SANTA CLARA -- Extreme Networks is developing WAN modules for its Alpine metropolitan-area switch that will let the box provision businesses with Ethernet services over telephone company circuits.
The new WAN modules are part of Extreme's strategy to make Ethernet a standard in last-mile transport for service providers. The modules could result in service providers offering new Ethernet services that run over DSL or T-1 connections, instead of expensive metropolitan-area fiber links.
The technology underlying the modules was developed by Optranet, a broadband equipment start-up, which Extreme is in the process of acquiring. Optranet's modules include technology for running Ethernet over traditional telco wiring and legacy WAN links.
Extreme plans to ship T-1, DS-3 and very-high bit rate DSL (VDSL) modules for its Alpine metropolitan-area network (MAN) switch platform in the second quarter of this year. The VDSL blade is now in customer trials, with the other two modules going to customers in the next two months, according to Extreme. The technology behind these WAN modules is based on a pending IEEE standard, IEEE 802.3ah, to run Ethernet over the last mile.
Extreme has pushed 10G Ethernet over fiber as the future technology of metropolitan-area service transport. The move to support copper-based WAN technology is driven by one simple consideration, according to Extreme CEO Gordon Stitt: "Some places just can't get fiber."
"What we needed to do is to get to those places in the same Ethernet-everywhere network without digging a trench" to lay fiber-optic cable, he says. "Instead, we can use existing telco circuits, so that all services such as [quality of service], [virtual] LANs and Layer 3 switching can now be going down over the same legacy links."
Service providers in the multitenant unit market could put an Alpine in the basement of a building and provide business customers with 1M bit/sec to 10M bit/sec Ethernet services using VDSL over phone wiring, Stitt says. Alpine's ability to carve bandwidth with Ethernet's QoS would make these granular levels of bandwidth possible, he says. The new modules would also let providers sell Ethernet-based transparent VLAN and VPN services.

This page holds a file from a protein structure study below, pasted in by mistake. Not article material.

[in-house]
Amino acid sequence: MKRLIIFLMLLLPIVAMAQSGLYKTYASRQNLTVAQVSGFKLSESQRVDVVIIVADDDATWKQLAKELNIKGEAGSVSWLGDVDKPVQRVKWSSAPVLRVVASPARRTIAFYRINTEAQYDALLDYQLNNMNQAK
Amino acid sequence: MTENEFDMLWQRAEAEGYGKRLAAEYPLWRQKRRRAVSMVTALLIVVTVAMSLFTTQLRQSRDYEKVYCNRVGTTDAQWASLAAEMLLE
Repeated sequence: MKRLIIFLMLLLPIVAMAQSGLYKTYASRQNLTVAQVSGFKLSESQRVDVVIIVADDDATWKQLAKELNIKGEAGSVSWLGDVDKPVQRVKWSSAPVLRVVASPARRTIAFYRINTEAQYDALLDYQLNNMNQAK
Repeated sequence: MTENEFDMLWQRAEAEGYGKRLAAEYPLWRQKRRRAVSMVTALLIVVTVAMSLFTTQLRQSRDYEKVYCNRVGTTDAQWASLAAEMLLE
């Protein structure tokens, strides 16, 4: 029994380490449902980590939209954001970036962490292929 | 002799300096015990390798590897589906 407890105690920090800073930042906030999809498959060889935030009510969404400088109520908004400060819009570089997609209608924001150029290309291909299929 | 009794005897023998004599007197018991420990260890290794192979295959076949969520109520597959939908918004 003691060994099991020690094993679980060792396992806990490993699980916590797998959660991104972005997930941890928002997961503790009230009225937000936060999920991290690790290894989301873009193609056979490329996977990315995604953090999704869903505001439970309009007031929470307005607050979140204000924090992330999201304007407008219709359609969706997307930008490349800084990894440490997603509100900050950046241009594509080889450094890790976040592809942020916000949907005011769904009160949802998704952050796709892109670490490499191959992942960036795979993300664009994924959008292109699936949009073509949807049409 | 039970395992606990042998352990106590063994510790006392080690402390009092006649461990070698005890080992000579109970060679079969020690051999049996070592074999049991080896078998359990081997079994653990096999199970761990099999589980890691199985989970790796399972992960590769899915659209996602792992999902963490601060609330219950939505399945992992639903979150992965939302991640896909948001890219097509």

Companies could take advantage of the technology by deploying Alpine switches as routing equipment to create an all-Ethernet WAN over their existing T-1 and DS-3 lines, Stitt adds.
One analyst sees the "Ethernet-everywhere" plan as plausible, but not imminently deployable.
"Ethernet as a mature service has some growing up to do," says Ron Westfall, an analyst with Current Analysis. He points out that a majority of WAN lines are still in the ATM/T-1 realm. Another impeding reality is the fact that regular DSL has not become a ubiquitous service and is still unavailable in many areas, he adds.
"Nonetheless, Extreme seems to be on the right side of the curve in terms of what they're offering," he says. Ethernet over VDSL and T-1 "is a neat way for Extreme to allow carriers to address a greater range of customers, while still stepping toward the more mature, end-to-end Ethernet sservices of the future."
Westfall also sees potential for the Alpine in enterprise WAN switching.
"Large corporations with their own in-house IT staffs are already comfortable with Ethernet on the LAN side . . . and could adopt Ethernet over VDSL for connecting offices within a MAN ring or for extending to branch offices," he says.
Extreme on Jan. 9 announced its plan to acquire Optranet, a start-up broadband equipment maker, for approximately two million shares of Extreme stock. The deal is scheduled to be completed by the end of the month. The announcement may have been the catalyst behind a surge in the company stock, which rose almost 20% from the day before.
This story, "Extreme looks to put Ethernet in the last mile" was originally published by Network World.